This day develops on the first day’s themes by exploring alcohol policy perspectives and the treatment agenda, followed by an exploration of gambling and alcohol, and then further perspectives from the field.

To conclude, the conference will re-visit addiction for a final plenary to consider what have
we learned and where next?

CONFIRMED CONTRIBUTORS – Plus others to be confirmed at a later date:
Prof. Keith Humphreys (Stanford University, USA)
Prof. Jim Orford (University of Birmingham)
Prof. Marc Lewis (Radboud University, Nijmegen, Netherlands)
Prof. Anne Lingford Hughes (Imperial College, London)
Prof. Colin Drummond (National Addiction Centre, Kings College London)
Prof. David Best (Sheffield Hallam University and Monash University, Australia)
Clive Henn (Alcohol Policy Team, Public Health England)
Pip Mason (Pip Mason Consultancy, Birmingham)
Alistair Sinclair (UK Recovery Federation)
Tim Leighton (Action on Addiction, UK)
Dr Niamh Fitzgerald (University of Stirling, Scotland)

contact Andy Perkins/Jenni Turnbull (Conference Administrators) by e-mailing enquiries@f8c.co.uk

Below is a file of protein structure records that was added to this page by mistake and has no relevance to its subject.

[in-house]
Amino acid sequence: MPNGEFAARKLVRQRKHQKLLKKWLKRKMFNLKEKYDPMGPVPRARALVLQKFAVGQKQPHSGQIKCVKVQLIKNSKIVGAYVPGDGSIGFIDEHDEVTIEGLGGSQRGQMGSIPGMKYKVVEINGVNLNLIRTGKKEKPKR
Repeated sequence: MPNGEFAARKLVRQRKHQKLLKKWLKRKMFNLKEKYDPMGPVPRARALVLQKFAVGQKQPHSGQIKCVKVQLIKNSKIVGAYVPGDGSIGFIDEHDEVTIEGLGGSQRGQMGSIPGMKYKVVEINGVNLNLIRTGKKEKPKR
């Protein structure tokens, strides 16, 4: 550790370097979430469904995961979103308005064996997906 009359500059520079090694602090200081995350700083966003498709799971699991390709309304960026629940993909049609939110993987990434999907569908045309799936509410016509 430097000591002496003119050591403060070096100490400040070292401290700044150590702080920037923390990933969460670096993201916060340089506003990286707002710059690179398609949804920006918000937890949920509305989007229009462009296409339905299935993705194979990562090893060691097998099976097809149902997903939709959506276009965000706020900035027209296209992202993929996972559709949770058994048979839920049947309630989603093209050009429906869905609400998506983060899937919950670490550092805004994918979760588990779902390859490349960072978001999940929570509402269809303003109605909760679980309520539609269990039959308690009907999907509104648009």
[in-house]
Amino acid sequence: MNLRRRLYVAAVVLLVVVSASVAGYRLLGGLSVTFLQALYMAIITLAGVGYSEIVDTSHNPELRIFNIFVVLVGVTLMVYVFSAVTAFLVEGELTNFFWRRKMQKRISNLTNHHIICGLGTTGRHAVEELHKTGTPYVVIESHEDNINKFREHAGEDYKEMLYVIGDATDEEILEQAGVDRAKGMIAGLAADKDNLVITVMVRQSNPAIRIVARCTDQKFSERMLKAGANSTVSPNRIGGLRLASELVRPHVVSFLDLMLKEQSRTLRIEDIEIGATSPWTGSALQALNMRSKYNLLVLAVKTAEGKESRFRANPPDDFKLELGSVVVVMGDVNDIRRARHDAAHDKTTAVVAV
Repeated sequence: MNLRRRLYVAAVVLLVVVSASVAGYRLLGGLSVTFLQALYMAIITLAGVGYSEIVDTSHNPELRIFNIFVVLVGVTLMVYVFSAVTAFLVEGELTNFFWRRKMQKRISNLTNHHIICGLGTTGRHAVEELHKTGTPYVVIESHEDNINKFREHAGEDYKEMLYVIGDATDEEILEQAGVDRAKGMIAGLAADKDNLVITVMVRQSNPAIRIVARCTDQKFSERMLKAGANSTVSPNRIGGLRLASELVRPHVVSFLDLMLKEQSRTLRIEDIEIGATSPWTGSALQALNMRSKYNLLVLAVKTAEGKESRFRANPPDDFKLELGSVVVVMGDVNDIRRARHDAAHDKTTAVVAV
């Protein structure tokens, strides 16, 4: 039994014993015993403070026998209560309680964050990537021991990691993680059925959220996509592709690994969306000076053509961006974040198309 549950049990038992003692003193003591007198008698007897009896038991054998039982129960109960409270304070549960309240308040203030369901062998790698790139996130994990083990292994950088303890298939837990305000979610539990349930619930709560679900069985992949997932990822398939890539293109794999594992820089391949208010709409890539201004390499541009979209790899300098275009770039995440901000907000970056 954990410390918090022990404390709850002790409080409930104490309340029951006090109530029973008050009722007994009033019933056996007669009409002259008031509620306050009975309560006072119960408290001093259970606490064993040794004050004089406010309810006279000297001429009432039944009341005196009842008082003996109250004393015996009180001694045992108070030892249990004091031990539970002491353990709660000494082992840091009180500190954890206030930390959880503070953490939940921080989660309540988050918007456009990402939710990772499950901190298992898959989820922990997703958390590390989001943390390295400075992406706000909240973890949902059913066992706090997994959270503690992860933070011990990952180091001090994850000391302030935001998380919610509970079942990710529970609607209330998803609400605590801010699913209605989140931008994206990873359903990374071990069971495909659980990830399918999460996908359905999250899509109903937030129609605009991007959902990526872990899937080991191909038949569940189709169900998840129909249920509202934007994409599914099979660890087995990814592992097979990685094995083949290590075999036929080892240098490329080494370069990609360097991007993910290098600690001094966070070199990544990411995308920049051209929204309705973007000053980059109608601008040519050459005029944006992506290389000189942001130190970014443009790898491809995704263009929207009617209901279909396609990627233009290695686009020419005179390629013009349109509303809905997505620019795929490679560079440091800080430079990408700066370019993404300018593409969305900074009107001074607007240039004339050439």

Our 39th Annual Conference featured two distinct one day symposiums covering current research and practice in the field of alcohol interventions.

In the 1970’s the New Directions group took on the concept of “Alcoholism”. Their pioneering critiques of the “disease model” and its successors have informed developments in alcohol treatment for nearly 50 years.
In 2015 New Directions explores “Recovery”. Against a background of vested interests scrabbling to claim it for themselves, we will examine the origins of “Recovery” and consider the future for the concept.

Unpicking the issues that surround “Recovery” leading experts will address:
•        Brain science – over hyped or our only hope?
•        Gambling – stacking the odds against getting treatment?
•        New addictions – do we need a campaign for real addiction?
•        Cuts and more cuts – the impact on research and treatment.
•        More New Directions – emerging innovations and opportunities in the alcohol field.

•Conference programme (times & titles) PDF

New Directions conferences always encourage networking, professional and social. 
This year we had two social events.
Wednesday 20th May:Local welcome. Conference attendees will be invited to join us at a local restaurant.
Thursday 21st May:NDSAG reception dinner at a local restaurant.